Association for Behavior Analysis International

The Association for Behavior Analysis International® (ABAI) is a nonprofit membership organization with the mission to contribute to the well-being of society by developing, enhancing, and supporting the growth and vitality of the science of behavior analysis through research, education, and practice.


30th Annual Convention; Boston, MA; 2004

Workshop Details

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Workshop #W57
CE Offered: None
Developing and Implementing Behaviorally Based Interventions for Young Children with Down Syndrome
Saturday, May 29, 2004
8:00 AM–11:00 AM
Area: PRA; Domain: Applied Research
CE Instructor: Kathleen Feeley, Ph.D.
KATHLEEN FEELEY (Southampton College), EMILY A. JONES (Southampton College)
Description: Down syndrome is a developmental disability resulting from an extra copy of the 21st chromosome. This extra genetic material affects many aspects of development, including cognition, speech/language, social, and motor development. Although research has demonstrated the efficacy of behavioral interventions for teaching a variety of skills to young children with Down syndrome, there appear to be scarce applications within educational settings. This workshop will provide information regarding the unique characteristics of children with Down syndrome as well as the implications these characteristics have on the acquisition of skills. A series of case studies will be presented, demonstrating a functional relationship between skill development and behaviorally based interventions. For example, a multiple baseline design across behaviors was implemented to demonstrate the effectiveness of discrete trial instruction in establishing verbal responses to nonverbal stimuli in a four-year-old boy with Down syndrome. Positive reinforcement was used to establish contingent eye gaze and contingent vocalization in two infants with Down syndrome. Across the series of case studies, response and procedural reliability were collected during 15 to 50% of the intervention sessions, with a range of agreement between 80 and 100%. Finally, in-depth procedures will be provided for developing and implementing a behaviorally based program.
Learning Objectives: At the end of the workshop, participants will be able to: Identify unique characteristics of young children with Down syndrome and describe the impact these characteristics have on skill development. Describe how discrete trial instruction, instruction embedded within an activity, and naturalistic teaching strategies can be implemented to meet the individual needs of children with Down syndrome. Describe behaviorally based interventions designed to address the specific deficits associated with Down syndrome. Identify essential components of a behaviorally based program for young children with Down syndrome.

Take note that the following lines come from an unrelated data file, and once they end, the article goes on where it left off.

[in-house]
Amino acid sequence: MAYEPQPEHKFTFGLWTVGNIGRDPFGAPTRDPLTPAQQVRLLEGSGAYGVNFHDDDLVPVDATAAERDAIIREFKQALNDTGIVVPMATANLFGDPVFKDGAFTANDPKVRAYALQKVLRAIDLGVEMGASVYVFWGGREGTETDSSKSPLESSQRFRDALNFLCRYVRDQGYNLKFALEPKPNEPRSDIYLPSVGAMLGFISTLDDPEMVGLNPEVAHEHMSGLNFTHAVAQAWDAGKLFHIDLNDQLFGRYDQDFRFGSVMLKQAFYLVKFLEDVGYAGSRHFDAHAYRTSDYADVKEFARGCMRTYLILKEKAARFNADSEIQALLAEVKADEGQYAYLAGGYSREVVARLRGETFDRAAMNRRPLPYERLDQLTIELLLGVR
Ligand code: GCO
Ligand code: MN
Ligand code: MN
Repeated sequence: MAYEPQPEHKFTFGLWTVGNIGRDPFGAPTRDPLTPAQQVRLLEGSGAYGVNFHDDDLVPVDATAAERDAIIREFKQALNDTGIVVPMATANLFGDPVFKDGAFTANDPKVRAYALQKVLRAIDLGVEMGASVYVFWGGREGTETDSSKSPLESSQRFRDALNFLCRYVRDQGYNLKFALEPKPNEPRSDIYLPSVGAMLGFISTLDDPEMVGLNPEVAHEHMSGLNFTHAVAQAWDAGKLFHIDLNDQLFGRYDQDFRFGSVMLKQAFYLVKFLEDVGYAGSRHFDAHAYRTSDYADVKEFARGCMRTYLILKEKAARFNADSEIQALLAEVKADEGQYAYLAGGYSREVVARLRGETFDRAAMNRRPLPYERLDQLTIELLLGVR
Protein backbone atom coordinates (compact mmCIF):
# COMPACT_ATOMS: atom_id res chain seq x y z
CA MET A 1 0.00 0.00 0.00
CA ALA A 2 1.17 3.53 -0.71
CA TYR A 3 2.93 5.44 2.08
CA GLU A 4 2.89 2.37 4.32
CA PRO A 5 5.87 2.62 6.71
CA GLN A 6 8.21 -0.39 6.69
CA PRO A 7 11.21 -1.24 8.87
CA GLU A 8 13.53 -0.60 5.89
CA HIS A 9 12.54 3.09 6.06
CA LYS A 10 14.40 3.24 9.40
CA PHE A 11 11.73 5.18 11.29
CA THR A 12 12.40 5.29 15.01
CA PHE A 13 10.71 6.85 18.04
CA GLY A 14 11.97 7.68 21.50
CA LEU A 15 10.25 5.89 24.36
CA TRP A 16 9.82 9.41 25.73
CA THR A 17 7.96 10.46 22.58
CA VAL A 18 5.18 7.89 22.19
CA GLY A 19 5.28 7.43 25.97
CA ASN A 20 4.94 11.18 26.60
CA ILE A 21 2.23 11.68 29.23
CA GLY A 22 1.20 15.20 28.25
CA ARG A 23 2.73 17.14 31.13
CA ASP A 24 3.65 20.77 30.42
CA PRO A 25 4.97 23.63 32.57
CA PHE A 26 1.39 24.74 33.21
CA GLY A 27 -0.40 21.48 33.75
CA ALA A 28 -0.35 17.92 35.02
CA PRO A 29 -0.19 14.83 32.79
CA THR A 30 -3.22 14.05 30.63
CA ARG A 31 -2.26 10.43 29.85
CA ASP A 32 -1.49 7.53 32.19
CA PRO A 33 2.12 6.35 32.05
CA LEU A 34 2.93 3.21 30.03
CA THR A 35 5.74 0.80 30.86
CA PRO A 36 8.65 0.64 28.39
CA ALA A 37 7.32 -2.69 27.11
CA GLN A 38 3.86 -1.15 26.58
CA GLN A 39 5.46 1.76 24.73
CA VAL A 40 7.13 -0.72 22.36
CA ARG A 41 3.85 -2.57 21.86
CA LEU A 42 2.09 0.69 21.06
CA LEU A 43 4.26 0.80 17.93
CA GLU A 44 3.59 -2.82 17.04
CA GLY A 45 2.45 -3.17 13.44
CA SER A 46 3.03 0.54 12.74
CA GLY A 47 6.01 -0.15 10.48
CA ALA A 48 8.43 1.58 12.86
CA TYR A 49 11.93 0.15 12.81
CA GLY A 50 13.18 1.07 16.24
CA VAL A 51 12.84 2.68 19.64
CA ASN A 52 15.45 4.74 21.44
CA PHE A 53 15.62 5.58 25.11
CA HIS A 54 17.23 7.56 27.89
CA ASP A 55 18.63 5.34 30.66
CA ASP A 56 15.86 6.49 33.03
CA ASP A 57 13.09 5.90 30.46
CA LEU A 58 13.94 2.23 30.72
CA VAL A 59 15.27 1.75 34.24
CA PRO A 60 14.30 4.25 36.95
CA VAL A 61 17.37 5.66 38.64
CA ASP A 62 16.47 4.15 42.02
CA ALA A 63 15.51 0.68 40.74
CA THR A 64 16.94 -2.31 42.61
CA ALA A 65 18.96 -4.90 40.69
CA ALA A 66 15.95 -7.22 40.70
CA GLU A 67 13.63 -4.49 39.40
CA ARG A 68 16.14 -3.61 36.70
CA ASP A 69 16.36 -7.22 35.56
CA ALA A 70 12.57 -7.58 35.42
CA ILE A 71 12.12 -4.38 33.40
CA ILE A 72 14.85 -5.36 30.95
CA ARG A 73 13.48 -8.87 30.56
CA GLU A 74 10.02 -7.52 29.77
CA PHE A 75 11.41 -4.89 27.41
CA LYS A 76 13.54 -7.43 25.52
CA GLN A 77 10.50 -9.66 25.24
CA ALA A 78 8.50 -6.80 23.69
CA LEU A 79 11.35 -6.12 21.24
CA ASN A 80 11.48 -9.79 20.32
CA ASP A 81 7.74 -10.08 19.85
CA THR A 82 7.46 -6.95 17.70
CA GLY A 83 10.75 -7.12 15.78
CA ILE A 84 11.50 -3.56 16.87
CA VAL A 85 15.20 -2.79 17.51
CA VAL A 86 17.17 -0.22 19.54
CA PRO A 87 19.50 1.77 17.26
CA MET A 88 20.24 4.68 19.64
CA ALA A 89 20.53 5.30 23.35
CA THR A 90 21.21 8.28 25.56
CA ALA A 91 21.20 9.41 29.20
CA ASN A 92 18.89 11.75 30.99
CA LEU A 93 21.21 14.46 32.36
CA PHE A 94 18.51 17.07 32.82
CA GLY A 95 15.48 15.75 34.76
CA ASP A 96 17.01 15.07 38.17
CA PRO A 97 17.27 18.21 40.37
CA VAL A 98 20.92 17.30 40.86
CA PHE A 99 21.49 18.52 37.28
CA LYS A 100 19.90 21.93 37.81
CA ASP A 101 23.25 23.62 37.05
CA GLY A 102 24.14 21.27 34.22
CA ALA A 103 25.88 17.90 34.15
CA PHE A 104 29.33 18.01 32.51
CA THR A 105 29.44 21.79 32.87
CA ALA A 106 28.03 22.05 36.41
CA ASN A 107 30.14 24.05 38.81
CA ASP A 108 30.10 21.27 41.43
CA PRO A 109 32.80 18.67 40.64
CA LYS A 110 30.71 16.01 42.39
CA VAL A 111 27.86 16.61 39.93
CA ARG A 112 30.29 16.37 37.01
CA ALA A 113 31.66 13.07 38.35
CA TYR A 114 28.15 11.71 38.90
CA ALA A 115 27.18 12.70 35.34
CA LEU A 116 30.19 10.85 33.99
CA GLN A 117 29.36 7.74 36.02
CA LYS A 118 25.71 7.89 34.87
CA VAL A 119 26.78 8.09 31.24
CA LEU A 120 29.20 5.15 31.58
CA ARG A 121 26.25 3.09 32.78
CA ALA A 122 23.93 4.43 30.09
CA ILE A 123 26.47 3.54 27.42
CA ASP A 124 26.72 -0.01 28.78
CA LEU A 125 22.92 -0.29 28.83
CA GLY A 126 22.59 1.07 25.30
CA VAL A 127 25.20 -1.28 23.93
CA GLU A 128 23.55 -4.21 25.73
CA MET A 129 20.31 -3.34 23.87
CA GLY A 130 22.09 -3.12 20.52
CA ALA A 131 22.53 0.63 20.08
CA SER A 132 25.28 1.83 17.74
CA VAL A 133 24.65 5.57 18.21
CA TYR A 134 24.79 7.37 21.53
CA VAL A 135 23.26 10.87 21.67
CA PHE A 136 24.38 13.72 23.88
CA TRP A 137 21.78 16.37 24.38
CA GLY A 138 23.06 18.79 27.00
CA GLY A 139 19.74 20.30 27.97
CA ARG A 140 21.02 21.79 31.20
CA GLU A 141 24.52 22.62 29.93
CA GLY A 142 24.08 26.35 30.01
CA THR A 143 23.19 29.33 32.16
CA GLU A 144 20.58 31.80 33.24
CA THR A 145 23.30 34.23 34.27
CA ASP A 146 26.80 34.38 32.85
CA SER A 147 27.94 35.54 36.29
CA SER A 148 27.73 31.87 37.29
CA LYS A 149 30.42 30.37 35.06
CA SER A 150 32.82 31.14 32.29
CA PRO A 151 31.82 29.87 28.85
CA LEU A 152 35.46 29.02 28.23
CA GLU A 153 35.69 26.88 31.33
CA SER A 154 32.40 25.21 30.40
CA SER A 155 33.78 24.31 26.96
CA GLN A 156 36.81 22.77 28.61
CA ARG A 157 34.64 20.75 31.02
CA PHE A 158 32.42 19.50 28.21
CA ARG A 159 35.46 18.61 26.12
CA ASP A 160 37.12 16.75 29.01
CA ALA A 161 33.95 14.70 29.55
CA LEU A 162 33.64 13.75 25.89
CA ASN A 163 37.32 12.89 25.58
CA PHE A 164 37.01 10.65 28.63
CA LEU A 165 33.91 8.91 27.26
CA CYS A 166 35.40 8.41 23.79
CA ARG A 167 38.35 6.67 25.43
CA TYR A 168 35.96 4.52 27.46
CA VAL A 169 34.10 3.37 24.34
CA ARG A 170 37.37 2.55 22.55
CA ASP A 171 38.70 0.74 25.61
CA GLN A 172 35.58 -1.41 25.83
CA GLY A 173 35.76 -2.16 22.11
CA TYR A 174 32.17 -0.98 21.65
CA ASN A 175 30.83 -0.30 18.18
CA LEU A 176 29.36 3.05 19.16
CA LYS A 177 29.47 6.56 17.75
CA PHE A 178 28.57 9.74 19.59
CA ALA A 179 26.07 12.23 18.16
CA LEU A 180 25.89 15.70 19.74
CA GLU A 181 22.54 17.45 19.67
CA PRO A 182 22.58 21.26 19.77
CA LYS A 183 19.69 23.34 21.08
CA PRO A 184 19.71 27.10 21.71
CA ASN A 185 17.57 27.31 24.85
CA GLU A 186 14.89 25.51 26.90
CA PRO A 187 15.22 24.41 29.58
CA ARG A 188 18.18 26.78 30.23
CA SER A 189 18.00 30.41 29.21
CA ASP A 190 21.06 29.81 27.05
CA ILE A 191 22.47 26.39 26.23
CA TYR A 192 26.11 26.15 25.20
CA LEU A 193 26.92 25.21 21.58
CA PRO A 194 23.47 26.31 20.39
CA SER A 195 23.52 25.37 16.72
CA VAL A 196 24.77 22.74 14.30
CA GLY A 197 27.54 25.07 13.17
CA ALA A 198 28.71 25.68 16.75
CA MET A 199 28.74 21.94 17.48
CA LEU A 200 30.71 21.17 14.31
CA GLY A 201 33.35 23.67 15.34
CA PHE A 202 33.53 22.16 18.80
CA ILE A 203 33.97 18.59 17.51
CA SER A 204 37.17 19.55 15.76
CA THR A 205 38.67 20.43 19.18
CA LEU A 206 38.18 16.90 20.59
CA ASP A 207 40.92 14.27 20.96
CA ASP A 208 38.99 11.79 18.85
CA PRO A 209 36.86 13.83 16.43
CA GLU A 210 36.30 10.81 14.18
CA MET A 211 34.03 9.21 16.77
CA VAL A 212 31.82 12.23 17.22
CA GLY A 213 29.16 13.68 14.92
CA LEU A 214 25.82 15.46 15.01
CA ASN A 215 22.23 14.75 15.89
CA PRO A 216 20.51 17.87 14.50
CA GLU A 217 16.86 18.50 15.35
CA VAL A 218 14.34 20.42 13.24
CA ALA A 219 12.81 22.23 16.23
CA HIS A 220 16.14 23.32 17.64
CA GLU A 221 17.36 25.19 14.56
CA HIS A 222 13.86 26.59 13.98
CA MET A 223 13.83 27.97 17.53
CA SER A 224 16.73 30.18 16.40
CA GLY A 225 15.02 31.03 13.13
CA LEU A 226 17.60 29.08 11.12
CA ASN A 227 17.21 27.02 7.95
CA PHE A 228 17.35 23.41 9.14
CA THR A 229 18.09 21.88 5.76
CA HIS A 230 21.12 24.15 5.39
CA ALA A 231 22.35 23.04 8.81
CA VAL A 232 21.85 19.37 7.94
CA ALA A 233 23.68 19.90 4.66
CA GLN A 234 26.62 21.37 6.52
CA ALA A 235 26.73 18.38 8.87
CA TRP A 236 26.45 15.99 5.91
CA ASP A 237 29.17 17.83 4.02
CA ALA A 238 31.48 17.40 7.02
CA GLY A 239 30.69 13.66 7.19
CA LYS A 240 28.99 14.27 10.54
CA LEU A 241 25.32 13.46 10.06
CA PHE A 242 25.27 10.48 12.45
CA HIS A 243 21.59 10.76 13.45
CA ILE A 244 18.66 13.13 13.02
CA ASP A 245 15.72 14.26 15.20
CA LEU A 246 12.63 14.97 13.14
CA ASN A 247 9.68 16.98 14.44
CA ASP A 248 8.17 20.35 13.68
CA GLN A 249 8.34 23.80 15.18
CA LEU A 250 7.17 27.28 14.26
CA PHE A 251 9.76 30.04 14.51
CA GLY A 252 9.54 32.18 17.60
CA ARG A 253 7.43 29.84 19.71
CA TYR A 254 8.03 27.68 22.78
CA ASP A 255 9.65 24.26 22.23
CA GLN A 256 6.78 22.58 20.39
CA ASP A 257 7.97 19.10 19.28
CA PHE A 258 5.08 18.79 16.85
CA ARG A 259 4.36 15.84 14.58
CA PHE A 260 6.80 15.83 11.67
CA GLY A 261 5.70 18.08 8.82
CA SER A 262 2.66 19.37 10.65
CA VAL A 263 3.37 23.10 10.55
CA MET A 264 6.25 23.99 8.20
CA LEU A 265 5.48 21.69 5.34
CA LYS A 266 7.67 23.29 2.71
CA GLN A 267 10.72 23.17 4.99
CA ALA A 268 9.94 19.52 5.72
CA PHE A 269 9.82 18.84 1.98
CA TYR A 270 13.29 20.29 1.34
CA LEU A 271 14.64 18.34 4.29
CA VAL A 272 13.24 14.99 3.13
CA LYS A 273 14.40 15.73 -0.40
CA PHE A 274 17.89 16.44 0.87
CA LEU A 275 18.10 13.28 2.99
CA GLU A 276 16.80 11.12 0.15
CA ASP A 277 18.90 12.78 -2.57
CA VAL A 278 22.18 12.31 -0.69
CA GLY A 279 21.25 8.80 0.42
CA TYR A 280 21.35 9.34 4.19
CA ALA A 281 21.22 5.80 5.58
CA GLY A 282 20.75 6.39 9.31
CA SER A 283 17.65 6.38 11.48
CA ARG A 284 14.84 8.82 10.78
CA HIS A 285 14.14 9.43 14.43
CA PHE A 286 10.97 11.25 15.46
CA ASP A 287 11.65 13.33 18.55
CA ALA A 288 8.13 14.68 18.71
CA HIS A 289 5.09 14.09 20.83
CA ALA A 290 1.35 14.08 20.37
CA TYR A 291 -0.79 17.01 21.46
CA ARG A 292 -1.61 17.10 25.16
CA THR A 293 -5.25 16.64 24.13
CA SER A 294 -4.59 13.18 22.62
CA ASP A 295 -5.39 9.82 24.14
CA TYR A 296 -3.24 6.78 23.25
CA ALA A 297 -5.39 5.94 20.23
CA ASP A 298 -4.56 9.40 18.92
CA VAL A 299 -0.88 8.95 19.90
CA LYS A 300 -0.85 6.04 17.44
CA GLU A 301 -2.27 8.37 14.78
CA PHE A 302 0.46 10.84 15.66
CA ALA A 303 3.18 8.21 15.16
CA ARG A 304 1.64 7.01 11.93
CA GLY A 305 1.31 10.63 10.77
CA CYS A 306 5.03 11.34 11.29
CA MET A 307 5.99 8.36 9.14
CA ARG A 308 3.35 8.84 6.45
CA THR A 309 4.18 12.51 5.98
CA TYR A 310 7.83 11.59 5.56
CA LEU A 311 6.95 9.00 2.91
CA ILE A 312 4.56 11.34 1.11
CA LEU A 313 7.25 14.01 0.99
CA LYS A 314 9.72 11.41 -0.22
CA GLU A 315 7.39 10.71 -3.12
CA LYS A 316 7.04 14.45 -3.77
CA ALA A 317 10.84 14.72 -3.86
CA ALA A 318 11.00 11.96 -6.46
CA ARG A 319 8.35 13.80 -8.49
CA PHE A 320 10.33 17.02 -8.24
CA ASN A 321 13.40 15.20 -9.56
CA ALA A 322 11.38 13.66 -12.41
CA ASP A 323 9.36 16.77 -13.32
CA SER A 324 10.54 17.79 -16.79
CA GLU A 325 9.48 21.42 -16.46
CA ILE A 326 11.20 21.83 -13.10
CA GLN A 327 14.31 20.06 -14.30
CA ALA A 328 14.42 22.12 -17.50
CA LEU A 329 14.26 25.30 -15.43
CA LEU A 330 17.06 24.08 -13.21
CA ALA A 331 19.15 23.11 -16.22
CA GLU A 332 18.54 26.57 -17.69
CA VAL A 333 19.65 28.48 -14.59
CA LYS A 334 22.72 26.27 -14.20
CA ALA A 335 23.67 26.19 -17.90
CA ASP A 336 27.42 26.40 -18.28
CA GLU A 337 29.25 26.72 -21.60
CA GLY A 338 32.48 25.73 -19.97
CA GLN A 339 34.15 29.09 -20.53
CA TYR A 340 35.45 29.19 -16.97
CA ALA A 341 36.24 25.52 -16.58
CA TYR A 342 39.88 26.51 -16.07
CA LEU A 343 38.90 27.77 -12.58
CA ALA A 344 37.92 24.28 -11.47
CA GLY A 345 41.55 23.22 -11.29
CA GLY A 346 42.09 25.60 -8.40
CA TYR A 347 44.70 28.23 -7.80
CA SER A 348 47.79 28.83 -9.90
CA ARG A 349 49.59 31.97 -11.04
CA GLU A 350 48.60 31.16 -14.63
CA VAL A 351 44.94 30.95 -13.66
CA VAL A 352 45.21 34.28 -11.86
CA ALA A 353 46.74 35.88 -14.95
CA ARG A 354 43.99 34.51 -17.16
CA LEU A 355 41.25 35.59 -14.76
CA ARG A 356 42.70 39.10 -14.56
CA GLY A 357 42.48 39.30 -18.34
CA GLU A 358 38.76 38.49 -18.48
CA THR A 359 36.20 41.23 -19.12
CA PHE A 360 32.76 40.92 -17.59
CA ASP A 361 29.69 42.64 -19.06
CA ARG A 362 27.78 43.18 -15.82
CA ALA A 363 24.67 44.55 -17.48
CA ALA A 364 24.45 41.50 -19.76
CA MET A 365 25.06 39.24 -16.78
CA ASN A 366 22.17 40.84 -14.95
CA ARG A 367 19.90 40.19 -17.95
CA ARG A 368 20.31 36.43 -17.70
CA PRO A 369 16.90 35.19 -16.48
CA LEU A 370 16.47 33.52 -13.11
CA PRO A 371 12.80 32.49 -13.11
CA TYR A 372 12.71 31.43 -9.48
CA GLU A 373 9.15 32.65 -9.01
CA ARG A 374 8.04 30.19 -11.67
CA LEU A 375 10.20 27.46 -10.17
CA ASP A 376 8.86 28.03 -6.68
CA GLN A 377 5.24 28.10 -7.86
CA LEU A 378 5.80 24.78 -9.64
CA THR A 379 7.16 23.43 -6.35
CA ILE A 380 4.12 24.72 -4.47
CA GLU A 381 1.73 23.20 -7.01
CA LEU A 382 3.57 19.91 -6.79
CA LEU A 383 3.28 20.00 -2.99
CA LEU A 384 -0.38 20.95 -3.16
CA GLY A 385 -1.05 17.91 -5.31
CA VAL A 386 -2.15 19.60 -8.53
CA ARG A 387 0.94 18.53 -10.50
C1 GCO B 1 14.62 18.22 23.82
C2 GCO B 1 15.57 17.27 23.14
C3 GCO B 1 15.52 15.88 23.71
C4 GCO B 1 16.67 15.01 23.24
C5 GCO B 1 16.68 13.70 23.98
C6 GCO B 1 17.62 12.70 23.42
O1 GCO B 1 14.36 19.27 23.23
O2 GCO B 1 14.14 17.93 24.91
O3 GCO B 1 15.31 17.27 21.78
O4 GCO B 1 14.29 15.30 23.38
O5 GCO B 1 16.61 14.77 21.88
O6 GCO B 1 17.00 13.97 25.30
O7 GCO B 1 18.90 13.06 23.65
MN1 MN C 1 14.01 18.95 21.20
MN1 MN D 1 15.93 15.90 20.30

Activities: The first portion of the workshop will be a presentation on the unique characteristics of young children with Down syndrome and how these characteristics effect acquisition across skill areas (expressive communication, receptive communication, fine motor, gross motor, cognition, and adaptive behavior). The participants will then be introduced to a series of interventions (via case studies) that specifically address the unique needs of children with Down syndrome. Within these case studies, strategies to conduct functional behavioral assessments will be presented, as well as step-by-step procedures for implementing the interventions. Interventions will be presented corresponding to skill areas (e.g., speech, pre-academics, adaptive behavior). During the workshop, participants will be provided with a framework for structuring learning opportunities, specifically discrete trial instruction, activity based instruction, and naturalistic teaching strategies. Participants will gain experience developing interventions that address the needs of children with Down syndrome within these three contexts. Finally, the participants will be introduced to a behaviorally-based model of service delivery, as well as the challenges they might expect while developing such a program.
Audience: Professionals from a variety of disciplines who work with young children (between birth and through early elementary school age) with Down syndrome. This workshop will provide methodologies to address needs across a variety of skill areas (communication, adaptive behavior, pre-academics). Additionally, it is an important workshop for parents, as it will provide them with resources they can use to advocate for appropriate programming for their children.
Content Area: Practice
Instruction Level: Intermediate



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